When the Center for the Arts first opened in 1987, communications students used to film some of the productions on camera.

The School of Communications and Center for the Arts used to share the same building.

"One by one over the years departments have moved out and we've expanded into it," Fred Rubeck, current Performaing Arts Department Chair, said. "Now we're at the point where it's just music and us."

The Center for the Arts is now home to Elon's acting, dance, and theater students.

"There is such a passion. Nobody's here because they kind of like what they do. They're here because they love what they do and they pour their heart and soul into it," Rubeck said.

The Playmakers of Elon College began in 1932. Past plays at Elon include, "Madea", "See How They Run", and "Midsummer's Night Dream". At the turn of the century, acting became a Bachelor of Fine Arts.

Sophomore Tony Weaver is an acting major at Elon.

"I can watch a play and it can completely change who I am as a person within that three hour block of watching people say words on stage. So being able to reach into people's souls and change them hopefully for the better, that makes everything that I do worth it," Weaver said.

Music theatre became a major in 1992 making it the oldest BFA in the Center for the Arts. For Elon's 125th anniversary, performing arts students put on a production of "Ragtime".

Sophomore Robyn Dalina worked in the "Ragtime" production as a stage manager.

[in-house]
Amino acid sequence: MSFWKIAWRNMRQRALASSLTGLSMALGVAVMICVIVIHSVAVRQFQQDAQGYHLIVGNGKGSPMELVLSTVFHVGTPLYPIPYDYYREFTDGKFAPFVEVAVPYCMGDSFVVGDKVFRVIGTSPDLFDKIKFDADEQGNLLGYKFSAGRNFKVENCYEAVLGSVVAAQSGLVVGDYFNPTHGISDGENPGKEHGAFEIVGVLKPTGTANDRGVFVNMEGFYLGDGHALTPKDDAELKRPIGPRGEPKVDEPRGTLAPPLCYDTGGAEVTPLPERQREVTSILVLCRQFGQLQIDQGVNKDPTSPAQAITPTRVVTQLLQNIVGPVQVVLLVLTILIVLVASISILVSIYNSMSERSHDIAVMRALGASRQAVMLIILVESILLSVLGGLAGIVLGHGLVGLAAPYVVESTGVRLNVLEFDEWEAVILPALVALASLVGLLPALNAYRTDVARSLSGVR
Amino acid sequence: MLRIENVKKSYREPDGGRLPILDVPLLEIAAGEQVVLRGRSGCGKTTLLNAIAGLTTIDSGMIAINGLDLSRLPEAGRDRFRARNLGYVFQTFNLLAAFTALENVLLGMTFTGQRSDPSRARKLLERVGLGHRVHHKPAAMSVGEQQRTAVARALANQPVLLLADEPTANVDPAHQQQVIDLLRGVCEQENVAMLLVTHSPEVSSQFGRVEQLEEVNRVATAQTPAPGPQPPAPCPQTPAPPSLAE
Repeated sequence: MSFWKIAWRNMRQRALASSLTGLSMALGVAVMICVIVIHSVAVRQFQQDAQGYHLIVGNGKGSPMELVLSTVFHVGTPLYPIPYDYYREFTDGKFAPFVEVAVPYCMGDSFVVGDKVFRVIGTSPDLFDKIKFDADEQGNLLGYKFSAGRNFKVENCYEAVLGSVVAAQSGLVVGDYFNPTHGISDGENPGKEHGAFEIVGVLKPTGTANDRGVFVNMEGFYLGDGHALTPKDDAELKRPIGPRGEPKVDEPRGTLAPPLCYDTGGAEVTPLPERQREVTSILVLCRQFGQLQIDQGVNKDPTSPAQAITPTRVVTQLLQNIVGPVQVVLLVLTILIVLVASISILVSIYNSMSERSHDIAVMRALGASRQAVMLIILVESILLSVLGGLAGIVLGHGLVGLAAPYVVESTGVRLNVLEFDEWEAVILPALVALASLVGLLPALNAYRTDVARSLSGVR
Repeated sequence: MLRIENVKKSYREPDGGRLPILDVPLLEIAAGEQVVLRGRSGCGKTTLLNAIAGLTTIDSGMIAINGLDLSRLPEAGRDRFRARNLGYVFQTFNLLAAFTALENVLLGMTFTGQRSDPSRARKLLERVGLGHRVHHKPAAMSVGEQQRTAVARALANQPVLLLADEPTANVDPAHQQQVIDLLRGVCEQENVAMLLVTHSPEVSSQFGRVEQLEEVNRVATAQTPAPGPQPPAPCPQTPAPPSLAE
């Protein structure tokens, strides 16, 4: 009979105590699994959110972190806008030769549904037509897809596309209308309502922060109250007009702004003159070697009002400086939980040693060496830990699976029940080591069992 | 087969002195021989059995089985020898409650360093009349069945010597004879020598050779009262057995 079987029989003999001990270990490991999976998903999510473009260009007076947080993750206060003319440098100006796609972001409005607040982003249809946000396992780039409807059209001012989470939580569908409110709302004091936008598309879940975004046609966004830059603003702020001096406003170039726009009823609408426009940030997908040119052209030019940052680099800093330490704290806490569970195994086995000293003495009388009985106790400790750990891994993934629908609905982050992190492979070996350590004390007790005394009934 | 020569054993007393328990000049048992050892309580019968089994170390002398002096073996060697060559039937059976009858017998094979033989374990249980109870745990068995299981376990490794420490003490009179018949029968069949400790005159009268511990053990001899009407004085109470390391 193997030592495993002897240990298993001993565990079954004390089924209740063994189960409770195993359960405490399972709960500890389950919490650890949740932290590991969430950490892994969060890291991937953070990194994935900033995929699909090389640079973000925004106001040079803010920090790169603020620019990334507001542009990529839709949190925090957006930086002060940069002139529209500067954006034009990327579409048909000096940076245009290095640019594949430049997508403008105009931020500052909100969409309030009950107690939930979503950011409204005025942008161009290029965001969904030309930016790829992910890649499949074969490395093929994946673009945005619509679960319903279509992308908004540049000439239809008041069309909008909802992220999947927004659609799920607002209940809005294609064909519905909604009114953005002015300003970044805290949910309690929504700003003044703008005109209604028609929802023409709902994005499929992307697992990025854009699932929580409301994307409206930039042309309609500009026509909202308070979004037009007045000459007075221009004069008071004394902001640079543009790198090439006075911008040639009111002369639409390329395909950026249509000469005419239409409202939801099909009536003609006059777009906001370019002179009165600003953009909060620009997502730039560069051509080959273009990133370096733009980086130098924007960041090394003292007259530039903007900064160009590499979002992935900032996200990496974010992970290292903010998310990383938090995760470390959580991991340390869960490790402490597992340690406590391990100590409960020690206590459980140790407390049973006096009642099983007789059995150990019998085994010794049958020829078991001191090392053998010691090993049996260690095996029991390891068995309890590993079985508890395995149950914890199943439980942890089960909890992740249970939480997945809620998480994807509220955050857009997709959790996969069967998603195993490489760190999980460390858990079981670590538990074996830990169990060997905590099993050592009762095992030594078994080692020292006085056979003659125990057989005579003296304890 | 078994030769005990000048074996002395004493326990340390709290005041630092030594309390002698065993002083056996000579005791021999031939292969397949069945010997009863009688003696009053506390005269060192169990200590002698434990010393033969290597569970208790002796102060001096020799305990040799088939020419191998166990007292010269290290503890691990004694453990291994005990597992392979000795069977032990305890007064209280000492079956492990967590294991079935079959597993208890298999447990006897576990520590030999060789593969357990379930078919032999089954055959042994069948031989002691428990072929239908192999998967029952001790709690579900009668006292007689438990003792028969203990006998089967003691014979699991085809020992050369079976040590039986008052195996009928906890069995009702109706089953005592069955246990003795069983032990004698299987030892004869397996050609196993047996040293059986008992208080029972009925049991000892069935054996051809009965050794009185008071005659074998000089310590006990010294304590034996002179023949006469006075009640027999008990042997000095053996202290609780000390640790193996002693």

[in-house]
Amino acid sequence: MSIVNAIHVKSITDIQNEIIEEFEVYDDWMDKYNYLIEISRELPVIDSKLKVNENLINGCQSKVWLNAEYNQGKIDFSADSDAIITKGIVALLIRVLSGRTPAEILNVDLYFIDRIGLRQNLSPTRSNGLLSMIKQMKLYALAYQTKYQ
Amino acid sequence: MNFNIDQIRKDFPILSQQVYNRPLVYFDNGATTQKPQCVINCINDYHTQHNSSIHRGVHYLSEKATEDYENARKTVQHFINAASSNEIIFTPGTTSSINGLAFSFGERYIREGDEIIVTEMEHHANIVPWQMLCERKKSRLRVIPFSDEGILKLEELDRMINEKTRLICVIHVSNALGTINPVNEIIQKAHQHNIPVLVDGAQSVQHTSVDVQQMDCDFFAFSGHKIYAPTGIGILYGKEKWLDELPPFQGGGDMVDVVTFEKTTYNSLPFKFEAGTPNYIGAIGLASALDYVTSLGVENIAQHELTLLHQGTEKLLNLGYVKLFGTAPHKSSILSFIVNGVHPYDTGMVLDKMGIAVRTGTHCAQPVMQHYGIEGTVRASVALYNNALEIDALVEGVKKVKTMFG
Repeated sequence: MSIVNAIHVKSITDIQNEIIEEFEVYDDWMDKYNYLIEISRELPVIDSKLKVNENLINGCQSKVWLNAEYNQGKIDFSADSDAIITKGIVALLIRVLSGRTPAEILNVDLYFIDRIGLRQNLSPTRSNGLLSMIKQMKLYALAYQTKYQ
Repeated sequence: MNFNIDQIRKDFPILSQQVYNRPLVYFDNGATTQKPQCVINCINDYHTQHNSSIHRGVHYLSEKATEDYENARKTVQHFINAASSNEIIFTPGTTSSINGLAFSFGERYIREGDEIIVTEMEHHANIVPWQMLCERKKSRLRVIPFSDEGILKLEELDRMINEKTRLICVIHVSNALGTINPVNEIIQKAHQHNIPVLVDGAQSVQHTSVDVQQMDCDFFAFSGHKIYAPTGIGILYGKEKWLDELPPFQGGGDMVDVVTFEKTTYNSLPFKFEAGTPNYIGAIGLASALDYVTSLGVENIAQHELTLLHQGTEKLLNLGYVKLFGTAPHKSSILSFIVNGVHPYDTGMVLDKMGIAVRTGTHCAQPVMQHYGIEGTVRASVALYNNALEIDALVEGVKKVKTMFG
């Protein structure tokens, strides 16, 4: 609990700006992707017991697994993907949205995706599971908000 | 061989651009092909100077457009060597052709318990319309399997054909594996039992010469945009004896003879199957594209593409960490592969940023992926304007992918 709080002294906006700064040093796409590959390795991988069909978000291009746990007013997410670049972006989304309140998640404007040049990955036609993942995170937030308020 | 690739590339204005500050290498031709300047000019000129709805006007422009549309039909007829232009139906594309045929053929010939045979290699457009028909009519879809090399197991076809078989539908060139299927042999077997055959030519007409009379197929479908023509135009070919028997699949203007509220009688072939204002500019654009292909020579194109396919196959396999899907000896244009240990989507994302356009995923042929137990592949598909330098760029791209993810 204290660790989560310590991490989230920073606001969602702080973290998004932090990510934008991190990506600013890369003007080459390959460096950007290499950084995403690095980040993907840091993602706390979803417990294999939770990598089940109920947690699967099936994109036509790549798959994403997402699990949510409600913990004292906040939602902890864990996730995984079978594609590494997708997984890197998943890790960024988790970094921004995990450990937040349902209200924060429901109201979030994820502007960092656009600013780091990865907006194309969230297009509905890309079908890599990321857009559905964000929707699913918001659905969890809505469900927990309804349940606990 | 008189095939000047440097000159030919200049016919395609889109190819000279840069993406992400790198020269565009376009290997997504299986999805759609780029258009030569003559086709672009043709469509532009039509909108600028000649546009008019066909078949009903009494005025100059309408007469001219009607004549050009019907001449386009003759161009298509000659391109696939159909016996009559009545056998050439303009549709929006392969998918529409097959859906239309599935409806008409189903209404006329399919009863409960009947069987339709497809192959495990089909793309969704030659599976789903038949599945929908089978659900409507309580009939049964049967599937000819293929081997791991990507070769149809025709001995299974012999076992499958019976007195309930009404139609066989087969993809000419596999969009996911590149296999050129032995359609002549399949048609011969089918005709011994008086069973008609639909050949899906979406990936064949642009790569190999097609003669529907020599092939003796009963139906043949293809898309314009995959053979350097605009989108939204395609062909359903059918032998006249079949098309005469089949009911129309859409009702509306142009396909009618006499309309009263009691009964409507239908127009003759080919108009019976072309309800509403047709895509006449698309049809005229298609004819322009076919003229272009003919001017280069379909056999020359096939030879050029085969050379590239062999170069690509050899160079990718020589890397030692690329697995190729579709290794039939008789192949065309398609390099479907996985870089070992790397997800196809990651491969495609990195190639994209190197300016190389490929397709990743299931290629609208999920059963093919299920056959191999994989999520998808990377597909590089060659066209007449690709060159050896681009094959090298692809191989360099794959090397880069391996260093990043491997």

"One, you have to love it and two, we wouldn't be here all the time if it wasn't a great place to be," Dalina said.

Dance became the newest BFA at Elon in 2007. All students in the program learn to dance and choreograph.

Senior Julie Champagne joined the program for the various styles of dance Elon offered.

"I love coming here every day. This is basically where I spend all of my time. This is where all of my friends are. And this is where I perform, so basically this is my college experience," Champagne said.

Elon has its own chapter of Alpha Psi Omega, the national theatre honor society but going beyond just the academic societies, Elon works to expand its sororities and fraternities.

"I think you have people that don't understand Greek organizations and really see no value in them and think of them as people who pay to have friends or people who pay for some sort of experience," Shana Plasters, Director of Greek Life, said.

She sees how Greek organizations can benefit many students' college experiences.

"I think you have other people who, this is what got them through their undergraduate college career," Plasters said.

Tau Kappa Epsilon (TKE) became the first nationally chartered fraternity on campus in 1968. One year later in 1969, Sigma Sigma Sigma joined campus as the first sorority.